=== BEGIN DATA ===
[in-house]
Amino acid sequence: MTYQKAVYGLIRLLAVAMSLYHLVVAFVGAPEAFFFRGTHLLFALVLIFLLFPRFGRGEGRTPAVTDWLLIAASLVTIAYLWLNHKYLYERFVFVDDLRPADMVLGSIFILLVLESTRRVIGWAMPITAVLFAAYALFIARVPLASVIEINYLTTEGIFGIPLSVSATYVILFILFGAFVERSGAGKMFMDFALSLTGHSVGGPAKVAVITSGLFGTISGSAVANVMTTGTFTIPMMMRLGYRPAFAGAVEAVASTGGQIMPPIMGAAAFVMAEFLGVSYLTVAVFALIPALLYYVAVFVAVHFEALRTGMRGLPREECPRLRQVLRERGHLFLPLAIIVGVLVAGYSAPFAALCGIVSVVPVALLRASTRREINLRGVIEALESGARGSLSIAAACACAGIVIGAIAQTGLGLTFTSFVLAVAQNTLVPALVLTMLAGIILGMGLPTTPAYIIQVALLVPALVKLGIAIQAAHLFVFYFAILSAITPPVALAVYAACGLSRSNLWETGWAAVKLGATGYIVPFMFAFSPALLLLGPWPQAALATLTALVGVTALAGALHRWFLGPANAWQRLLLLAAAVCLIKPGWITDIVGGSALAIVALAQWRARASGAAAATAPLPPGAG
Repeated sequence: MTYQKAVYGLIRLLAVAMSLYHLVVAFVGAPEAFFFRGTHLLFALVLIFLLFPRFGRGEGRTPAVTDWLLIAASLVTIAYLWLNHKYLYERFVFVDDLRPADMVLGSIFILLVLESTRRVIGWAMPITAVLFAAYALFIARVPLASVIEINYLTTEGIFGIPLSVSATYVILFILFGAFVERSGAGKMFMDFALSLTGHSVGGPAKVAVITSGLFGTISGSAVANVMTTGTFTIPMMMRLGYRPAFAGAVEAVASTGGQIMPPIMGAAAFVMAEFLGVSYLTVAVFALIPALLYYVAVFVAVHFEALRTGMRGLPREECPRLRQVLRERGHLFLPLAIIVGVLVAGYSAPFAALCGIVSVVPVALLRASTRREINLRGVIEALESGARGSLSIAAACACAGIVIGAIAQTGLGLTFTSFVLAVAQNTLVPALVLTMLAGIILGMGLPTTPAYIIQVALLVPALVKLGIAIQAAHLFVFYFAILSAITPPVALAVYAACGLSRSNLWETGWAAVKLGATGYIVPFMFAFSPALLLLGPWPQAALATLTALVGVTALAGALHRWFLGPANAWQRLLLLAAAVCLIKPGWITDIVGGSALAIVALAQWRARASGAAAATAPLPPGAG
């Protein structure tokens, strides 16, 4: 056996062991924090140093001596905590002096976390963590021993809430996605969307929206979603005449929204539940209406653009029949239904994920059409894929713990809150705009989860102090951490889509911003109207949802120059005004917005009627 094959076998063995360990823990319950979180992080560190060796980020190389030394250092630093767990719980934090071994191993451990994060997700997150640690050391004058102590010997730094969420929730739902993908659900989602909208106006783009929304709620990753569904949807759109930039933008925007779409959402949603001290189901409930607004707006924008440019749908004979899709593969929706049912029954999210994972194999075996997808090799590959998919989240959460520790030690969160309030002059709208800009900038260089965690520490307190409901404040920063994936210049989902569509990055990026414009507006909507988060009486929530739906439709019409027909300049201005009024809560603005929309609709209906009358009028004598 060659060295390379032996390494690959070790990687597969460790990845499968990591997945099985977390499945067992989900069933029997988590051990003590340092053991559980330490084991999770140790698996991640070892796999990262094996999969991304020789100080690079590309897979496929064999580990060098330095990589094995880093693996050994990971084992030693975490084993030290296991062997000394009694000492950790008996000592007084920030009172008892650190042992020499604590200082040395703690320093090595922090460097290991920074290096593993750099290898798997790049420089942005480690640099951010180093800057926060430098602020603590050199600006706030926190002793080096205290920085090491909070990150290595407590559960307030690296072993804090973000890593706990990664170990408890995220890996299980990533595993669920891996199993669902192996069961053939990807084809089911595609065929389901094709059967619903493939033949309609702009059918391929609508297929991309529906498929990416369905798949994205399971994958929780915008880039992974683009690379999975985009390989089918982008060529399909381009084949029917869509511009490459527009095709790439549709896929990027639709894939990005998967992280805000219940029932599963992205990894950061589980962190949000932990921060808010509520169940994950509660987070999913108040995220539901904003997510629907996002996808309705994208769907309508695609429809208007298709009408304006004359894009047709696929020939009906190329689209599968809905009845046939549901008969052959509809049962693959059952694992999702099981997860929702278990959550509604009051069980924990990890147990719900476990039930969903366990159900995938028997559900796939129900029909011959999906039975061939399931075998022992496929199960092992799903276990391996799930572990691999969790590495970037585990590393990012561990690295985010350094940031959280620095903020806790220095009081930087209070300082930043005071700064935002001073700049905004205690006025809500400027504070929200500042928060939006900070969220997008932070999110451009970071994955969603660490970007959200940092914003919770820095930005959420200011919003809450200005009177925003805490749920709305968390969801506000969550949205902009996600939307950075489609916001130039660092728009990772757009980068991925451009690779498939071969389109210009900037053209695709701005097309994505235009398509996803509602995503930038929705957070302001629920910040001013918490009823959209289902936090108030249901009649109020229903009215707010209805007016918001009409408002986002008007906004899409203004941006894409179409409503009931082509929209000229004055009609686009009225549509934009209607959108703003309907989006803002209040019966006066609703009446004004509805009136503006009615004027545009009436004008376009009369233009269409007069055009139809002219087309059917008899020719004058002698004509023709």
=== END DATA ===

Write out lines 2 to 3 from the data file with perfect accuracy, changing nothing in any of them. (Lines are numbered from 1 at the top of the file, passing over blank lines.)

Amino acid sequence: MTYQKAVYGLIRLLAVAMSLYHLVVAFVGAPEAFFFRGTHLLFALVLIFLLFPRFGRGEGRTPAVTDWLLIAASLVTIAYLWLNHKYLYERFVFVDDLRPADMVLGSIFILLVLESTRRVIGWAMPITAVLFAAYALFIARVPLASVIEINYLTTEGIFGIPLSVSATYVILFILFGAFVERSGAGKMFMDFALSLTGHSVGGPAKVAVITSGLFGTISGSAVANVMTTGTFTIPMMMRLGYRPAFAGAVEAVASTGGQIMPPIMGAAAFVMAEFLGVSYLTVAVFALIPALLYYVAVFVAVHFEALRTGMRGLPREECPRLRQVLRERGHLFLPLAIIVGVLVAGYSAPFAALCGIVSVVPVALLRASTRREINLRGVIEALESGARGSLSIAAACACAGIVIGAIAQTGLGLTFTSFVLAVAQNTLVPALVLTMLAGIILGMGLPTTPAYIIQVALLVPALVKLGIAIQAAHLFVFYFAILSAITPPVALAVYAACGLSRSNLWETGWAAVKLGATGYIVPFMFAFSPALLLLGPWPQAALATLTALVGVTALAGALHRWFLGPANAWQRLLLLAAAVCLIKPGWITDIVGGSALAIVALAQWRARASGAAAATAPLPPGAG
Repeated sequence: MTYQKAVYGLIRLLAVAMSLYHLVVAFVGAPEAFFFRGTHLLFALVLIFLLFPRFGRGEGRTPAVTDWLLIAASLVTIAYLWLNHKYLYERFVFVDDLRPADMVLGSIFILLVLESTRRVIGWAMPITAVLFAAYALFIARVPLASVIEINYLTTEGIFGIPLSVSATYVILFILFGAFVERSGAGKMFMDFALSLTGHSVGGPAKVAVITSGLFGTISGSAVANVMTTGTFTIPMMMRLGYRPAFAGAVEAVASTGGQIMPPIMGAAAFVMAEFLGVSYLTVAVFALIPALLYYVAVFVAVHFEALRTGMRGLPREECPRLRQVLRERGHLFLPLAIIVGVLVAGYSAPFAALCGIVSVVPVALLRASTRREINLRGVIEALESGARGSLSIAAACACAGIVIGAIAQTGLGLTFTSFVLAVAQNTLVPALVLTMLAGIILGMGLPTTPAYIIQVALLVPALVKLGIAIQAAHLFVFYFAILSAITPPVALAVYAACGLSRSNLWETGWAAVKLGATGYIVPFMFAFSPALLLLGPWPQAALATLTALVGVTALAGALHRWFLGPANAWQRLLLLAAAVCLIKPGWITDIVGGSALAIVALAQWRARASGAAAATAPLPPGAG